Friday, 26 August 2016

Ages of Life: Medieval and Modern Perspectives

To pick up where I left off in the last update, I'd like to add a few more thoughts about what different periods of life mean in our campaign world, and how the differ from the world in which most of us live.
Researchers at the American Psychological Association coined the acronym WEIRD to describe the bias in psychological research almost entirely done on ‘Western, educated, industrialized, rich, and democratic’ demographics. The typical cohort for study, they observe, is represented by only 12% of the world’s population. Most of what we tend to think is socially and culturally typical was quite the reverse for most of human history, and is still alien to much of the world. We just don’t pay attention, because that’s way out there, and all of us are over here.
That changes when we have to put ourselves in a medieval setting. Not so when the setting is a fantasy world as I described last week, but one rooted in the historical exigencies, quirks, and foibles of the actual Middle Ages.
We’ve had a reworking of society since then, through the Renaissance, Enlightenment and subsequent reworkings of cultural norms, with perhaps the 1960s marking the last big change in the West. For those of us who grew up after that period, it becomes increasingly difficult to conceive of anything different in all but the most deploring and condemnatory terms. Along the way, men became feminine, women became masculine, and no one seemed any happier.
Discussions of gender aside for the moment, our modern society has extended childhood to a degree that I’m persuaded is unsustainable. A typical criticism of the sorry state of contemporary education, for example, is the observation that most university graduates today would have a hard time passing an 1895 exam for adolescents in Salinas, Kansas. While standards for what sort of knowledge and expertise is necessary in a given society is subject to such change that comparisons are sometimes disingenuous, as the above link explains in detail, it is nonetheless sobering to consider research indicating that the average Victorian was 14 IQ points smarter than the average Westerner today, in spite of the Flynn Effect, which ostensibly raises average IQ scores over time. It turns out that the gains attributable to the Flynn Effect are in those areas not correlated with general intelligence. In other words, we’ve become better at taking tests. We’ve had to, because we’ve spent so much time taking them and practicing for them. Aside from that, our education now means so little that prospective employers view a high school diploma merely as proof that an applicant warmed a seat for twelve years. In the process he will likely have learnt little in the way of problem solving, discipline, etiquette, or self-reliance.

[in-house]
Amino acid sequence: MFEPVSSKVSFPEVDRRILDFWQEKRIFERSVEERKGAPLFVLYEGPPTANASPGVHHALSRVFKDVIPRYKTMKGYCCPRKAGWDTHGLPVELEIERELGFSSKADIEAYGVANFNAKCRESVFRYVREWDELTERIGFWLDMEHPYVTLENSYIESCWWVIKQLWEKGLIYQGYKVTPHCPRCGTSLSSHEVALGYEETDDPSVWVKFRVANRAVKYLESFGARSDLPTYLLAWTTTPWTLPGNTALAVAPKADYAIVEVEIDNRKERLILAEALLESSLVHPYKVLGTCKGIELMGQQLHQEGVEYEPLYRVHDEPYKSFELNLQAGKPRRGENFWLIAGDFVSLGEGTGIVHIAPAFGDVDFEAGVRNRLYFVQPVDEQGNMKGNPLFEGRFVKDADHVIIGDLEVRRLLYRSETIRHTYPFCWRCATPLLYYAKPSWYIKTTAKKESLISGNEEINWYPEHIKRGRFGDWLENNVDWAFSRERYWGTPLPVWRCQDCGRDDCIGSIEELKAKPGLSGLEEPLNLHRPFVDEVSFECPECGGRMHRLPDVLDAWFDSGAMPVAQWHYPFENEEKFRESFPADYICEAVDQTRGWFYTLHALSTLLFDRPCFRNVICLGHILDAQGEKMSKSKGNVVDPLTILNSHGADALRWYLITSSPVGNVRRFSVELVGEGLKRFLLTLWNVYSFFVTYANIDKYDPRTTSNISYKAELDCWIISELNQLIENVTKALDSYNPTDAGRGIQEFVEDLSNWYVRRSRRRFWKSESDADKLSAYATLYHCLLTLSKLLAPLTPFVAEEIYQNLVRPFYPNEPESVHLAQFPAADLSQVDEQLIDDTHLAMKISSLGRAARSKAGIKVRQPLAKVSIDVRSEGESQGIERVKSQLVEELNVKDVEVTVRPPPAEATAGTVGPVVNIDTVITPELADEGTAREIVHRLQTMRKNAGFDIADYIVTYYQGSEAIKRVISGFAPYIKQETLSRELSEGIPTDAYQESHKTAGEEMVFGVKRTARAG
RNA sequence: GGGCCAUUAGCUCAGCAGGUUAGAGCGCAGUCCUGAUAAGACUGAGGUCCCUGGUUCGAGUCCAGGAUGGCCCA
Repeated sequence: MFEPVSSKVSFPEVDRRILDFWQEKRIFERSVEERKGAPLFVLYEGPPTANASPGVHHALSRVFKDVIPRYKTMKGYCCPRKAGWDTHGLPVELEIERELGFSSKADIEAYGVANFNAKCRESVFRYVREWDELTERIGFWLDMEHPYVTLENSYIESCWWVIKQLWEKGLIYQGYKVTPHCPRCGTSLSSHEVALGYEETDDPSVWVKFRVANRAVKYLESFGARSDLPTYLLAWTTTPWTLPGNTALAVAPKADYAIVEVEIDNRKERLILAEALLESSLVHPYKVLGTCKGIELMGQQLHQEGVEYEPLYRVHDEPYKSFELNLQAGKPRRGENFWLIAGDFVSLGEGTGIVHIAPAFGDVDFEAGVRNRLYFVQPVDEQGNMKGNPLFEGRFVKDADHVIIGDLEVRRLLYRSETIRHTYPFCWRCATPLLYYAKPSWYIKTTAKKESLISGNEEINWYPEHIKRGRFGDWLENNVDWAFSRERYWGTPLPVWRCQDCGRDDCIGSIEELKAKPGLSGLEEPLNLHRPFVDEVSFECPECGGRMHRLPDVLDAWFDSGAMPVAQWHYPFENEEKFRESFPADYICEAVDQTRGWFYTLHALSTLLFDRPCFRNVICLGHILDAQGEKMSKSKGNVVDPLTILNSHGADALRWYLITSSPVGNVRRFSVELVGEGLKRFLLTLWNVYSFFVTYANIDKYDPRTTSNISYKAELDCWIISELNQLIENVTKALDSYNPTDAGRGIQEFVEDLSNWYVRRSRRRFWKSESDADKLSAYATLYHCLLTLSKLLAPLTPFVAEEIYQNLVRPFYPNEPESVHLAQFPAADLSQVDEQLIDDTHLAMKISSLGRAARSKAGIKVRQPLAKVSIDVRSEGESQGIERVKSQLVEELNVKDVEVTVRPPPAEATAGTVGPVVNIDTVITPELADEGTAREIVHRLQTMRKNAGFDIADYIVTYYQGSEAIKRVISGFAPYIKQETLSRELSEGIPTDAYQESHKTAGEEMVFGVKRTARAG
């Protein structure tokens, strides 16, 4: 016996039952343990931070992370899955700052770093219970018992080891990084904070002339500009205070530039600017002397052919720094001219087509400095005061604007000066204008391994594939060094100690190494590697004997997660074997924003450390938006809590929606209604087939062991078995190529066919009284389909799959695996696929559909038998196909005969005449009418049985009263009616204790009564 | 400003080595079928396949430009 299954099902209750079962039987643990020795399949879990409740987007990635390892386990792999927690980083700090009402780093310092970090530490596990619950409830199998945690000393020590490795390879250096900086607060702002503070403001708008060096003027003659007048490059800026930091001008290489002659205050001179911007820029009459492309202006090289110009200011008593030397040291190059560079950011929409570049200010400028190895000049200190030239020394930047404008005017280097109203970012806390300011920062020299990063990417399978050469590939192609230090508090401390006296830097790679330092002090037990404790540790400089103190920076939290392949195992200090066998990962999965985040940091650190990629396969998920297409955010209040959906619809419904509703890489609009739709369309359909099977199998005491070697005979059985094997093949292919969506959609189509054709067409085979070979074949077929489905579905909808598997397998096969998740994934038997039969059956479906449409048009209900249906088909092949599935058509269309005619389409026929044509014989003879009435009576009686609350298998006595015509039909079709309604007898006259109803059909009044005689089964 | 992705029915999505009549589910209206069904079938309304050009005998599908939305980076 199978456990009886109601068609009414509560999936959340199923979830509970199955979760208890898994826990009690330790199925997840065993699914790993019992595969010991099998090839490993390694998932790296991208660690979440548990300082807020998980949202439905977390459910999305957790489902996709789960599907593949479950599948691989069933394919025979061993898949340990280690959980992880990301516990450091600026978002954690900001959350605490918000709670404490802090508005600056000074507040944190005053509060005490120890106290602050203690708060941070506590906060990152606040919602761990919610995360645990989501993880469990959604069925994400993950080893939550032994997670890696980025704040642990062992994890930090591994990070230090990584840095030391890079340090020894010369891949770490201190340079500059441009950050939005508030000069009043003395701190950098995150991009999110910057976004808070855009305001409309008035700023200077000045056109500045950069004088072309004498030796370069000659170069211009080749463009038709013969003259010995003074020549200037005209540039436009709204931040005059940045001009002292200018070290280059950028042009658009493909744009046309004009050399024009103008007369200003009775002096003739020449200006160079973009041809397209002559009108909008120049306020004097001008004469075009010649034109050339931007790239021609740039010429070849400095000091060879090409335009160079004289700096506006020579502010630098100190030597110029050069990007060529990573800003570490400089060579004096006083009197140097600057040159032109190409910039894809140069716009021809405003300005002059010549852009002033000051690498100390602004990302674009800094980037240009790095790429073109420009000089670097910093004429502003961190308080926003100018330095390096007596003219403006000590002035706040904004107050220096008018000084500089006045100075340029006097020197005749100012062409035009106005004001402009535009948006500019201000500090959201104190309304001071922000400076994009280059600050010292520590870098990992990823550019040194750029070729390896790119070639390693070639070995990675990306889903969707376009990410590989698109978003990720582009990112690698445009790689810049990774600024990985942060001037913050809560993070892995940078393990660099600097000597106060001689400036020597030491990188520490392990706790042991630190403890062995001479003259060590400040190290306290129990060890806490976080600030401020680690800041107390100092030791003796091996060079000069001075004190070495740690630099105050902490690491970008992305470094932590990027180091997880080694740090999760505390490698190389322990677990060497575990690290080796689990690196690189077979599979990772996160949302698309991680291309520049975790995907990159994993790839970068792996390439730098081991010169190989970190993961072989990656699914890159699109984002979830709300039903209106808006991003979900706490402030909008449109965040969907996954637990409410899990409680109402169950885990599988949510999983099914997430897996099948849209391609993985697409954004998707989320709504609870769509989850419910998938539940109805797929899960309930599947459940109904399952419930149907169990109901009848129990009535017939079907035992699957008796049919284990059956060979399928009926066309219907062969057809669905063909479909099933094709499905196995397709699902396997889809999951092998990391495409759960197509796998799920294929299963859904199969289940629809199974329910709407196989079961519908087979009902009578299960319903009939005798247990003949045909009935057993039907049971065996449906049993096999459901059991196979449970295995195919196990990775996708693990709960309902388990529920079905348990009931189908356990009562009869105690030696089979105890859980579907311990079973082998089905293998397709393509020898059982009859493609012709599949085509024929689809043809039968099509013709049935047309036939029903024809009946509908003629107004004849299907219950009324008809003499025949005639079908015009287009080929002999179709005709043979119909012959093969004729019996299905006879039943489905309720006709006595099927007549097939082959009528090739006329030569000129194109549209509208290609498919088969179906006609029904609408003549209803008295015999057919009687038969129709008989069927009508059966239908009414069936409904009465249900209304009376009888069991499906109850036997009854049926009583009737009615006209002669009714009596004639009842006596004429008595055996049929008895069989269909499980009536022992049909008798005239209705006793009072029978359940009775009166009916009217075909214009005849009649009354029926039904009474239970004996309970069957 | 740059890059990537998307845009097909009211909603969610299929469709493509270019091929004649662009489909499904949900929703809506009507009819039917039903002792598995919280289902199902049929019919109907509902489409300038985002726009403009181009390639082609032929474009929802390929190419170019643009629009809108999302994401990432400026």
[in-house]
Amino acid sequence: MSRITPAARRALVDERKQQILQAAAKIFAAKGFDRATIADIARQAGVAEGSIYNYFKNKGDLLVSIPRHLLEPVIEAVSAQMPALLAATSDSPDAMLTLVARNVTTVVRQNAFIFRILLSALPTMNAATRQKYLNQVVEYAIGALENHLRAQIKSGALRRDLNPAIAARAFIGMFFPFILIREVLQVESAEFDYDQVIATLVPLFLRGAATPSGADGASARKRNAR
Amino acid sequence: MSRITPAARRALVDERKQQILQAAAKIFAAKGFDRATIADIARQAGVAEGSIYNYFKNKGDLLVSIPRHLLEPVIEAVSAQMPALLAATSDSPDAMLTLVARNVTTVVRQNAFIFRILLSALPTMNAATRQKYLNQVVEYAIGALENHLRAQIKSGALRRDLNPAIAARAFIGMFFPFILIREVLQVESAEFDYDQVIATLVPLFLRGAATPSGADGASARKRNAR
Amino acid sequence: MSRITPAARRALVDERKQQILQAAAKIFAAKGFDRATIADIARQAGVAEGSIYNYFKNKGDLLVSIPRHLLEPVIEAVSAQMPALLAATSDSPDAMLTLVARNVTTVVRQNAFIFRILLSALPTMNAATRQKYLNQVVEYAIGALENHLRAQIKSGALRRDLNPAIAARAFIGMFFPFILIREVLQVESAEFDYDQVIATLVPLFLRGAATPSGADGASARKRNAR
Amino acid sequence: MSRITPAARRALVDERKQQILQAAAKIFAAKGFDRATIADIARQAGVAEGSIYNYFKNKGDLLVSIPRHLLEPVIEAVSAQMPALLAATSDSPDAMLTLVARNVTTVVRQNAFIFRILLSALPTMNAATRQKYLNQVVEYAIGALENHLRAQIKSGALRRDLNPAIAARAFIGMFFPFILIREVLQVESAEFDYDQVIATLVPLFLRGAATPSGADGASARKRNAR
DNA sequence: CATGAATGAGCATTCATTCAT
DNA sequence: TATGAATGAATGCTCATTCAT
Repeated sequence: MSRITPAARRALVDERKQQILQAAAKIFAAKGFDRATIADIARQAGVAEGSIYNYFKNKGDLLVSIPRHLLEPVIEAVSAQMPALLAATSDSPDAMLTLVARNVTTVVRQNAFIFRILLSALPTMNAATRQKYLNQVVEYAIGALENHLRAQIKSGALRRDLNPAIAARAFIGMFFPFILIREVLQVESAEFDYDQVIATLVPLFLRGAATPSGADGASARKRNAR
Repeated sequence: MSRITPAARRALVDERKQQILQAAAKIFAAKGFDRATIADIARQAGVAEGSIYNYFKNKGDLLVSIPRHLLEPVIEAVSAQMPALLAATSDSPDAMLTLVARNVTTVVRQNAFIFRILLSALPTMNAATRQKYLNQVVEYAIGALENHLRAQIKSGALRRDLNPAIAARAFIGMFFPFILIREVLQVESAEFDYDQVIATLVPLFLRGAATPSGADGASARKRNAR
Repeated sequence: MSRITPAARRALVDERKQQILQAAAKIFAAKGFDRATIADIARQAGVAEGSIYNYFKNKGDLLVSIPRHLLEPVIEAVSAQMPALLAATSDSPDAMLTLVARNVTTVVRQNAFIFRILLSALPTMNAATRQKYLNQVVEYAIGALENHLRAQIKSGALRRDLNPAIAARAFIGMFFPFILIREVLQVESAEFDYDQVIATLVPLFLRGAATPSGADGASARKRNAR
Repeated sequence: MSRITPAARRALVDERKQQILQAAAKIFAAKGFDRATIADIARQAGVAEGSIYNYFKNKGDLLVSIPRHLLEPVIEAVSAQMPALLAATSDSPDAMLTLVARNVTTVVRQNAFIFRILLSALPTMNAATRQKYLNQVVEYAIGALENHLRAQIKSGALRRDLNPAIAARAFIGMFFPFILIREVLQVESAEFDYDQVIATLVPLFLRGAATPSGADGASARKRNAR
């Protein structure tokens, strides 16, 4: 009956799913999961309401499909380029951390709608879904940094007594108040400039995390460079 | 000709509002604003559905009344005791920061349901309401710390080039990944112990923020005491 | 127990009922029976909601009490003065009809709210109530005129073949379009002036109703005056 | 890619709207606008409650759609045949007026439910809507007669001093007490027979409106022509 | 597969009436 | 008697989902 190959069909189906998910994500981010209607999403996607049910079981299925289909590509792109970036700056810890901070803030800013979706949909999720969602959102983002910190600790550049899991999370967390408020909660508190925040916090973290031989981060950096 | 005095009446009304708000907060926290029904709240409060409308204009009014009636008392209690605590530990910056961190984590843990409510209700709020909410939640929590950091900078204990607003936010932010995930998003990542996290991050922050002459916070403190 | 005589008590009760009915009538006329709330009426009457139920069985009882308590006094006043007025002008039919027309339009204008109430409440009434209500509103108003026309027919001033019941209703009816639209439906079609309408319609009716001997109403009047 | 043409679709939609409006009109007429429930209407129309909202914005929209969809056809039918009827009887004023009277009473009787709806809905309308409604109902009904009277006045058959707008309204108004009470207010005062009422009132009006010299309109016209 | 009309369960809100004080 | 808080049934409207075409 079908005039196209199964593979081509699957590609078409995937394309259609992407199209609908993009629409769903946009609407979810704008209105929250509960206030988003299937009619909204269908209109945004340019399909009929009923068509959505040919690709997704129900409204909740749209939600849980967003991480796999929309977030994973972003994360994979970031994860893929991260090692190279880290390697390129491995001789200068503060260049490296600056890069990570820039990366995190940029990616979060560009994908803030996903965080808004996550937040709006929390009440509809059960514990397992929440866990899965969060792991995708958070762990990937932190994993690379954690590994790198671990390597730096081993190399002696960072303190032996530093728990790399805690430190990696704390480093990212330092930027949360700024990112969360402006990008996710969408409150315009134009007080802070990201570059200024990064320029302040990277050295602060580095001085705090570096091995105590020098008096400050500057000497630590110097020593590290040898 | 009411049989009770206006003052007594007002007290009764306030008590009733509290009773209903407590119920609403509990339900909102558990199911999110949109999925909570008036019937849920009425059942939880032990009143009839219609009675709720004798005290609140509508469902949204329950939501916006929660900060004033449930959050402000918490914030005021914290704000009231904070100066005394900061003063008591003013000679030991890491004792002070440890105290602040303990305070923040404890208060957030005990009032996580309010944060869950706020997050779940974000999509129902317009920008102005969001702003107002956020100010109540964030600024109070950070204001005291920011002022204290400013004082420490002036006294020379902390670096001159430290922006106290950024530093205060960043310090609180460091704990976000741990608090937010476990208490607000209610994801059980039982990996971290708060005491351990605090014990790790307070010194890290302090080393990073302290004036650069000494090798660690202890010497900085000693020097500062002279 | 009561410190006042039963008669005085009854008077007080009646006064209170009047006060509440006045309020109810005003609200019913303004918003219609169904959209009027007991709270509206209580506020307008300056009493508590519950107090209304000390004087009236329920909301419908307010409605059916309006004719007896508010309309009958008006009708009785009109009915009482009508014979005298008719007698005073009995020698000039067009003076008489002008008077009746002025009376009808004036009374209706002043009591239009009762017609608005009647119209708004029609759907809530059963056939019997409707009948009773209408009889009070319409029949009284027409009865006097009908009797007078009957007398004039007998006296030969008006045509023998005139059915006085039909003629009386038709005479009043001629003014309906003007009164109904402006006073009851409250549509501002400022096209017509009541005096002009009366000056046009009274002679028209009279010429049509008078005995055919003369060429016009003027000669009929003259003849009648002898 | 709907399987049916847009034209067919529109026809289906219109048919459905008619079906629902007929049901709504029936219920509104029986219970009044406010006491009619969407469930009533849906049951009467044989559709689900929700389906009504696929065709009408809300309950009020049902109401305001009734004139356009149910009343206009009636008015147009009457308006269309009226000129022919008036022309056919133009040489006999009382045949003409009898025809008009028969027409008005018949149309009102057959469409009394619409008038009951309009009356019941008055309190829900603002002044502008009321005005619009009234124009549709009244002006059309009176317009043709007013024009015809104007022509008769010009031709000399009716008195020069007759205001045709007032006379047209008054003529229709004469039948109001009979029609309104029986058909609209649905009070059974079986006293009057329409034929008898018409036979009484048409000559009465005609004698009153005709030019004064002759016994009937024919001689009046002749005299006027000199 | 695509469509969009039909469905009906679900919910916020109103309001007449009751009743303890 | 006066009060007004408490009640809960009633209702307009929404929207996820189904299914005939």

The word 'university', like so much else in our language, has become so debased that it seems it can refer to almost anything. I myself teach a few classes at a place that calls itself a ‘university’ but is in actuality a holding tank for the mildly retarded. In essence, my role is that of a glorified babysitter paid to keep overgrown children out of the job market for a few more years. Their ambitions, when they have any, are generally confined to getting a job with the (ever-expanding) government, because there is little of tangible productivity left for them to do.